# Solving Geometry Problems involving Fractions and Triangles

• LogarithmLuke
In summary, the student was able to solve task 5 and found the area and length of the triangle, but was not able to find the angle.
LogarithmLuke

## Homework Statement

Picture: http://matematikk.net/res/eksamen/1T/kort/1T_V11.pdf
Task 5, the one the with a triangle inside a square. I'ts not in English so i'll transalate. I managed to do task a

The picture above shows a square ABCD. The sides in the square have length 1. E is the center of BC, and F is the center of CD.

B Show that the area of triangle AEF is 3/8

C Show that sin a=3/5

## Homework Equations

area of a sqaure: s*s area of a triangle: 0.5*b*h or 0.5*a*b*sin angle

## The Attempt at a Solution

At first I tried to find all the sides of the triangle, but i can't find a way to calculate EF. It also makes it hard when you have to mix a lot with the fractions and answers to get the answer they want. That makes it extra hard to find a solution. Task c i really had no idea, sinus is only usable for right triangles as far as i know. (not the sinus sentence)
I find these kinds of tasks very hard, so if you know of any place to learn geometry that would be nice also :)

You know that the sides of the square have length 1. So, you should know what EC and FC are (since E and F are the midpoints of their sides). You also know the angle of C. So, use Pythogoras.

To do c, use the law of cosines.

LogarithmLuke said:

## Homework Statement

Picture: http://matematikk.net/res/eksamen/1T/kort/1T_V11.pdf
Task 5, the one the with a triangle inside a square. I'ts not in English so i'll transalate. I managed to do task a

The picture above shows a square ABCD. The sides in the square have length 1. E is the center of BC, and F is the center of CD.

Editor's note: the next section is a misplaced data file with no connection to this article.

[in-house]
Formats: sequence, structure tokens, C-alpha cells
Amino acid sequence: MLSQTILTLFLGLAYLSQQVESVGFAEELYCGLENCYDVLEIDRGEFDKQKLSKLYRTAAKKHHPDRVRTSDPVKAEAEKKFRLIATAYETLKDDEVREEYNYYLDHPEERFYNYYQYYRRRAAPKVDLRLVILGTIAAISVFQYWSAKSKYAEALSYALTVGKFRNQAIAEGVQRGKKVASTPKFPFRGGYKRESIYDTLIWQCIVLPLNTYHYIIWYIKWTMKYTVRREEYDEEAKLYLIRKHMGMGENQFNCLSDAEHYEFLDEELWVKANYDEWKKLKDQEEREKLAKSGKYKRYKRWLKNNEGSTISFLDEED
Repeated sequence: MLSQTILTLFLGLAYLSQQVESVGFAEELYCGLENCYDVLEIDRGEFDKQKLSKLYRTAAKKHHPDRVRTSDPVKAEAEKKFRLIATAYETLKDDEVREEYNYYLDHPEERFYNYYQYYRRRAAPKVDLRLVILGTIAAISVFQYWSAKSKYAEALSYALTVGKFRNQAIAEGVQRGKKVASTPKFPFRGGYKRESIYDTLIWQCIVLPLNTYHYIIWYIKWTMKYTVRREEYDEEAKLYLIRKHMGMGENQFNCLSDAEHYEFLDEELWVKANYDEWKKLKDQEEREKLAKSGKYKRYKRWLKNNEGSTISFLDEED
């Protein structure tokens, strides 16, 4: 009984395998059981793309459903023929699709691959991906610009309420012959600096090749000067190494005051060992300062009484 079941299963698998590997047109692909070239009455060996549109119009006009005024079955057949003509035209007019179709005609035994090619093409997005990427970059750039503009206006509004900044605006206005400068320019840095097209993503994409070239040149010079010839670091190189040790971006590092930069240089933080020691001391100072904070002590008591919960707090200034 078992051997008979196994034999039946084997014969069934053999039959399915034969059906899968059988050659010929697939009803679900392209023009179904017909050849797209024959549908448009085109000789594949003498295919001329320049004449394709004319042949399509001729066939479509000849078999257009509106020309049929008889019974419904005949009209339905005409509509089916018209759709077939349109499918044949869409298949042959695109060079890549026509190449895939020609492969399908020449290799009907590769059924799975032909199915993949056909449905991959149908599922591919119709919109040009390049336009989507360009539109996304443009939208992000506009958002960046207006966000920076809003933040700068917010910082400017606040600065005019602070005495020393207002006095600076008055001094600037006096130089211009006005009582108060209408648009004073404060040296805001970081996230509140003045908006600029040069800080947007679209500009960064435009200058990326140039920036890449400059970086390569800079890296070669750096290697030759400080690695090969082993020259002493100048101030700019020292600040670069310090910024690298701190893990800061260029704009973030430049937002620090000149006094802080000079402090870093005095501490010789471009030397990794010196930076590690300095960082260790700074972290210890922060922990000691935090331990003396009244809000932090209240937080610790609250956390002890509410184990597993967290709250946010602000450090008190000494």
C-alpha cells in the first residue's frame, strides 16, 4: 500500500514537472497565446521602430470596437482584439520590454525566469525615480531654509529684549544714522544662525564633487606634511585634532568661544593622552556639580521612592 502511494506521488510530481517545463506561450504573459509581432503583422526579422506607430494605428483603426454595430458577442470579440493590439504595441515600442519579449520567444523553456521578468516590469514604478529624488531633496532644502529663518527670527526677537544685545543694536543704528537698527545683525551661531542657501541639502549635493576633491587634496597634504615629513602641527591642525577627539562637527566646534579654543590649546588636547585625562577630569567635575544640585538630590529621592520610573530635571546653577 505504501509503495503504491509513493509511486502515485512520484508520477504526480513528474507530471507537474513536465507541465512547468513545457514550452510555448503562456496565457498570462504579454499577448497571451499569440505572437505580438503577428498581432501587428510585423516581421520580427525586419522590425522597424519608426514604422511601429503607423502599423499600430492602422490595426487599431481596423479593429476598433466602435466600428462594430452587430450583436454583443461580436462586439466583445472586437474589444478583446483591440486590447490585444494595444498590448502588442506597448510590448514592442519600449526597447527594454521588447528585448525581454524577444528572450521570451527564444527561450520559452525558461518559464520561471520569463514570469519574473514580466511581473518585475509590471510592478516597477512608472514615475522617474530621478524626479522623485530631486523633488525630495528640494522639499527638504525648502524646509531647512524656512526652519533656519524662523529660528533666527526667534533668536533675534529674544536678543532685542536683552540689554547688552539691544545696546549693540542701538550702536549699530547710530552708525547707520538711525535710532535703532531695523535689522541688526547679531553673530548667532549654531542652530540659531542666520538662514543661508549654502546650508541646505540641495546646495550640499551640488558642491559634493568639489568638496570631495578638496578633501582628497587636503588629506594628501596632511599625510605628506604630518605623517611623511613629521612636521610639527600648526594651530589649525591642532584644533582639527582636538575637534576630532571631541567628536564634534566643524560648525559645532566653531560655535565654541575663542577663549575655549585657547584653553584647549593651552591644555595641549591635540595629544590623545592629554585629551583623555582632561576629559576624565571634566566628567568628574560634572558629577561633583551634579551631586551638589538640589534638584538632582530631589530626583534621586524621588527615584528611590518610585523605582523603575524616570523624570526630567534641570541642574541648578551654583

B Show that the area of triangle AEF is 3/8

C Show that sin a=3/5

## Homework Equations

area of a sqaure: s*s area of a triangle: 0.5*b*h or 0.5*a*b*sin angle

## The Attempt at a Solution

At first I tried to find all the sides of the triangle, but i can't find a way to calculate EF. It also makes it hard when you have to mix a lot with the fractions and answers to get the answer they want. That makes it extra hard to find a solution. Task c i really had no idea, sinus is only usable for right triangles as far as i know. (not the sinus sentence)
I find these kinds of tasks very hard, so if you know of any place to learn geometry that would be nice also :)

It's pretty straight forward to find the area of triangles ADF, ABE, and ECF .

Do you know the angle addition/subtraction identities, especially for the tangent ? i.e. tan(θ - φ)

Last edited:
I see how it's possible to find EF, but i don't know how to find any angles in the triangle. You could probably use trigonometry, but this is a part 1 math problem on an exam. On part 1 you aren't allowed to use a calculator so you wouldn't be able to use asine to find angles.

What is the length of AE ?

1.25 squared which is 1.56

LogarithmLuke said: